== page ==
But if you’re going to tell me that you thought Luke Maye would be doing this, I’m going to need to see the receipts.

No. 25 Alabama tops BYU in Barclays Center Classic

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NEW YORK (AP) — John Petty scored 16 points to spark No. 25 Alabama to a 71-59 win over BYU in the second game of the Barclays Center Classic on Friday.

Dazon Ingram added 15 for Alabama, which improved to 5-0, the best start for the Crimson Tide since 2012-13, when they began 6-0. Donta Hall had 12, and Collin Sexton finished with 10.

BYU fell to 3-2 with its second loss in its last three games. Yoeli Childs led the Cougars with 21 points.

In his third season, coach Avery Johnson is attempting to build Alabama into a program that can compete on a national level. And the matchup against BYU displayed why the Crimson Tide could be an intriguing team this season.

Alabama was able to build a 15-point lead in the second half following Riley Norris’ layup layup with 10:43 left. Part of that was because of the Crimson Tide’s ability to pressure BYU defensively. Alabama recorded six blocked shots and forced 11 turnovers.

But program building does mean growing pains. And the Crimson Tide’s youth also revealed itself in the second half. Following Petty’s 3 with 7:35 left, which gave Alabama a 61-47 lead, BYU outscored the Crimson Tide 8-2 in a span of 1:21 to cut the deficit to 63-55. Dalton Nixon made two free throws and Zac Seljaas made consecutive 3s for the Cougars in that stretch.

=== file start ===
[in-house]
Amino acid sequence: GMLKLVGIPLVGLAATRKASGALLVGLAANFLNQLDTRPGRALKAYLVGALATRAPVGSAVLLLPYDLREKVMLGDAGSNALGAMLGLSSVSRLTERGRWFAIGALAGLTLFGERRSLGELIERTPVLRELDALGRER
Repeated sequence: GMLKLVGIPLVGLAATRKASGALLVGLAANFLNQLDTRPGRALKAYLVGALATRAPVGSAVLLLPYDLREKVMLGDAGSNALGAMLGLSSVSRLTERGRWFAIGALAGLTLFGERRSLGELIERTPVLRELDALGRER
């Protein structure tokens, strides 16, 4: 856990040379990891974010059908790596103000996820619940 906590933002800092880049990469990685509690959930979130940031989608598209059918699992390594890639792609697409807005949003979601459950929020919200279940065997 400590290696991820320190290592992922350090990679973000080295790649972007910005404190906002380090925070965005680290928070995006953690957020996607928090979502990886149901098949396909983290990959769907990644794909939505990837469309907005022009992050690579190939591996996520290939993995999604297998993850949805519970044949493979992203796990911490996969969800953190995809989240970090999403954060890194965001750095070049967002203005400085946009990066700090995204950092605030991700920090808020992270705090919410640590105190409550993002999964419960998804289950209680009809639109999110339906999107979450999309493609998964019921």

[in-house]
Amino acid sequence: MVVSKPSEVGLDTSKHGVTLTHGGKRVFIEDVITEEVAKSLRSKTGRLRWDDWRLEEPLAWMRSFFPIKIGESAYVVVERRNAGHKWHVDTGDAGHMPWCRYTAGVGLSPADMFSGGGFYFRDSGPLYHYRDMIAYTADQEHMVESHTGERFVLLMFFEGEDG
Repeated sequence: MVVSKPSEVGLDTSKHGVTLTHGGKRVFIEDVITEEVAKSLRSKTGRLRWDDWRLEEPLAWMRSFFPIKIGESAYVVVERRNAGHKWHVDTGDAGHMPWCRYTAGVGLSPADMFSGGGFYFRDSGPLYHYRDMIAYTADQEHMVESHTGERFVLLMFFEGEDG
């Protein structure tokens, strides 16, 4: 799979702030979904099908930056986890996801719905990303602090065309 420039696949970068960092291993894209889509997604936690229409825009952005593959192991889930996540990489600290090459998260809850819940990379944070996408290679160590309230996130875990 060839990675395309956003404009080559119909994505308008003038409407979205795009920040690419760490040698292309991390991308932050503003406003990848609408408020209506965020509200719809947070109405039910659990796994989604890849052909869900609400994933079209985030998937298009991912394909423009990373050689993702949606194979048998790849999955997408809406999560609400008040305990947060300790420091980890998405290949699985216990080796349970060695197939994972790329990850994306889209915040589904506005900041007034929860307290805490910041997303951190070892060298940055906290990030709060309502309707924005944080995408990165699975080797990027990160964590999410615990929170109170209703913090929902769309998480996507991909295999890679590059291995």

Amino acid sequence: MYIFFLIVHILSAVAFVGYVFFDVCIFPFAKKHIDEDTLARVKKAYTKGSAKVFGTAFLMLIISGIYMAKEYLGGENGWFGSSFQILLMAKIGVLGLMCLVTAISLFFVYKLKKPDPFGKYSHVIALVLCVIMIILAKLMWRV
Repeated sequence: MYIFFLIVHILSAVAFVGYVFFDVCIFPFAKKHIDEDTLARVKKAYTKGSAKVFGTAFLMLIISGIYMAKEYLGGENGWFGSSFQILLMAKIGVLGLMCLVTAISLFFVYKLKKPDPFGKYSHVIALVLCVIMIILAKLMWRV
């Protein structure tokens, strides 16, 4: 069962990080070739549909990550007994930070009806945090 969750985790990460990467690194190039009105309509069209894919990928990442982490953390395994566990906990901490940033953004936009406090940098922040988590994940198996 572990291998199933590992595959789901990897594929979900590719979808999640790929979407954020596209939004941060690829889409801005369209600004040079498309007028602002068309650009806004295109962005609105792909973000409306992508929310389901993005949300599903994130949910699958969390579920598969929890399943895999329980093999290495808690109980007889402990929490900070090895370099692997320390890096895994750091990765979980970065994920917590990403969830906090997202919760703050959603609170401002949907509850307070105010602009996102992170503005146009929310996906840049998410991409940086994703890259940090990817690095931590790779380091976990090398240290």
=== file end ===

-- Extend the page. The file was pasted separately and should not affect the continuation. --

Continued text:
BYU got back into the game in part because of questionable shot selection in the second half from the Crimson Tide, who made 18 of 30 shots from the field before halftime.

Eight points was as close as BYU would get. Ingram knocked down two free throws, and Hall’s tip-in in the final two minutes gave the Crimson Tide the margin of victory.

BIG PICTURE

Alabama: Size matters. At least it does to the Crimson Tide. Alabama has 11 players 6-foot-5 or taller. That size and length allowed Alabama to create turnovers and contest shots, leading to fast breaks.

BYU: It may not be fair to say as Elijah Bryant goes, so does BYU. But Bryant, who entered the game averaging 21.5 points, was limited to three points in the first half and five for the game.

NOTES

The Crimson Tide entered the game having won their first four by an average of 18 points per game. Moreover, Alabama was holding opponents to .411 shooting from the field and .338 shooting from 3-point range, while blocking 6.8 shots and forcing 7.3 steals in those games. … The Cougars fell to 0-2 all-time against the Crimson Tide. In the only other meeting, BYU dropped a 77-74 decision on Dec. 30, 1957.

UP NEXT:

Alabama: Will play No. 14 Minnesota Saturday in the Barclays Center Classic.

BYU: Will play Massachusetts Saturday in Brooklyn.